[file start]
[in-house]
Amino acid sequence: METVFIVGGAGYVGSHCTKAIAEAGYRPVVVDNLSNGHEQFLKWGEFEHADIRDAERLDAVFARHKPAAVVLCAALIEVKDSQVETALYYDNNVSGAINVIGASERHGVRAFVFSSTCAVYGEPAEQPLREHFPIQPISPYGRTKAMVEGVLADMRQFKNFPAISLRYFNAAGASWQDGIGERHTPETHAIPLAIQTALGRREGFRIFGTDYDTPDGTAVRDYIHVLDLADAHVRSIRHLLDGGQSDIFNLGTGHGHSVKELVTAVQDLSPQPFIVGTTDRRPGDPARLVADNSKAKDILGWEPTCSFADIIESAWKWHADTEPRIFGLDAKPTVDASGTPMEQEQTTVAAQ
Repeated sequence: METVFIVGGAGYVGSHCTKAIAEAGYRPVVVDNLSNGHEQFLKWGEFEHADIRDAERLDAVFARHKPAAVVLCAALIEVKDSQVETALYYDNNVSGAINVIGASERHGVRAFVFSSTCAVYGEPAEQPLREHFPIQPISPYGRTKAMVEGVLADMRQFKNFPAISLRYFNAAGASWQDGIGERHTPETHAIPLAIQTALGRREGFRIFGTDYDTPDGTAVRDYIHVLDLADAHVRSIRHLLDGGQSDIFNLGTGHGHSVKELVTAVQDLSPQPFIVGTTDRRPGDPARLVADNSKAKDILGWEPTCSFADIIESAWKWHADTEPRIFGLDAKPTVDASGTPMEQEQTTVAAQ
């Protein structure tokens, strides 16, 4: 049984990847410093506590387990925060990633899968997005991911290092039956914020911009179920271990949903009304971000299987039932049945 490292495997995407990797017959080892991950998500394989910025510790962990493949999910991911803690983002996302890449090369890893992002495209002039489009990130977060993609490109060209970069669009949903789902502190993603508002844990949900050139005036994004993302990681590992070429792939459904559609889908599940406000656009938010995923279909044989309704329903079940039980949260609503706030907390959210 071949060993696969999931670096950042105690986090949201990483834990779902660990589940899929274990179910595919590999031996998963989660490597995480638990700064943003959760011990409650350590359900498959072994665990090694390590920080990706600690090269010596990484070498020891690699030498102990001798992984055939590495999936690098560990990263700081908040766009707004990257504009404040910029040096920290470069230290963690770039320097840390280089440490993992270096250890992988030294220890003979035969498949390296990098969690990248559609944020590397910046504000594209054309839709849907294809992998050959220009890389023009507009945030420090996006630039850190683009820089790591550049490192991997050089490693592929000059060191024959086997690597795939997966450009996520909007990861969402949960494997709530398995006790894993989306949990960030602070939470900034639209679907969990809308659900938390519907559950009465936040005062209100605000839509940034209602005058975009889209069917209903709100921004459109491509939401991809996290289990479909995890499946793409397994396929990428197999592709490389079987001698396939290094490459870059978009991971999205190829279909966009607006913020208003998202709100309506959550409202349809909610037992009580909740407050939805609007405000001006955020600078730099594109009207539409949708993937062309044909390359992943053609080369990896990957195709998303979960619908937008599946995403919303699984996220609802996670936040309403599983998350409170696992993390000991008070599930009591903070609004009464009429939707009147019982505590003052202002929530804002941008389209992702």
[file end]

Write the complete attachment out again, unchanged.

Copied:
[in-house]
Amino acid sequence: METVFIVGGAGYVGSHCTKAIAEAGYRPVVVDNLSNGHEQFLKWGEFEHADIRDAERLDAVFARHKPAAVVLCAALIEVKDSQVETALYYDNNVSGAINVIGASERHGVRAFVFSSTCAVYGEPAEQPLREHFPIQPISPYGRTKAMVEGVLADMRQFKNFPAISLRYFNAAGASWQDGIGERHTPETHAIPLAIQTALGRREGFRIFGTDYDTPDGTAVRDYIHVLDLADAHVRSIRHLLDGGQSDIFNLGTGHGHSVKELVTAVQDLSPQPFIVGTTDRRPGDPARLVADNSKAKDILGWEPTCSFADIIESAWKWHADTEPRIFGLDAKPTVDASGTPMEQEQTTVAAQ
Repeated sequence: METVFIVGGAGYVGSHCTKAIAEAGYRPVVVDNLSNGHEQFLKWGEFEHADIRDAERLDAVFARHKPAAVVLCAALIEVKDSQVETALYYDNNVSGAINVIGASERHGVRAFVFSSTCAVYGEPAEQPLREHFPIQPISPYGRTKAMVEGVLADMRQFKNFPAISLRYFNAAGASWQDGIGERHTPETHAIPLAIQTALGRREGFRIFGTDYDTPDGTAVRDYIHVLDLADAHVRSIRHLLDGGQSDIFNLGTGHGHSVKELVTAVQDLSPQPFIVGTTDRRPGDPARLVADNSKAKDILGWEPTCSFADIIESAWKWHADTEPRIFGLDAKPTVDASGTPMEQEQTTVAAQ
């Protein structure tokens, strides 16, 4: 049984990847410093506590387990925060990633899968997005991911290092039956914020911009179920271990949903009304971000299987039932049945 490292495997995407990797017959080892991950998500394989910025510790962990493949999910991911803690983002996302890449090369890893992002495209002039489009990130977060993609490109060209970069669009949903789902502190993603508002844990949900050139005036994004993302990681590992070429792939459904559609889908599940406000656009938010995923279909044989309704329903079940039980949260609503706030907390959210 071949060993696969999931670096950042105690986090949201990483834990779902660990589940899929274990179910595919590999031996998963989660490597995480638990700064943003959760011990409650350590359900498959072994665990090694390590920080990706600690090269010596990484070498020891690699030498102990001798992984055939590495999936690098560990990263700081908040766009707004990257504009404040910029040096920290470069230290963690770039320097840390280089440490993992270096250890992988030294220890003979035969498949390296990098969690990248559609944020590397910046504000594209054309839709849907294809992998050959220009890389023009507009945030420090996006630039850190683009820089790591550049490192991997050089490693592929000059060191024959086997690597795939997966450009996520909007990861969402949960494997709530398995006790894993989306949990960030602070939470900034639209679907969990809308659900938390519907559950009465936040005062209100605000839509940034209602005058975009889209069917209903709100921004459109491509939401991809996290289990479909995890499946793409397994396929990428197999592709490389079987001698396939290094490459870059978009991971999205190829279909966009607006913020208003998202709100309506959550409202349809909610037992009580909740407050939805609007405000001006955020600078730099594109009207539409949708993937062309044909390359992943053609080369990896990957195709998303979960619908937008599946995403919303699984996220609802996670936040309403599983998350409170696992993390000991008070599930009591903070609004009464009429939707009147019982505590003052202002929530804002941008389209992702």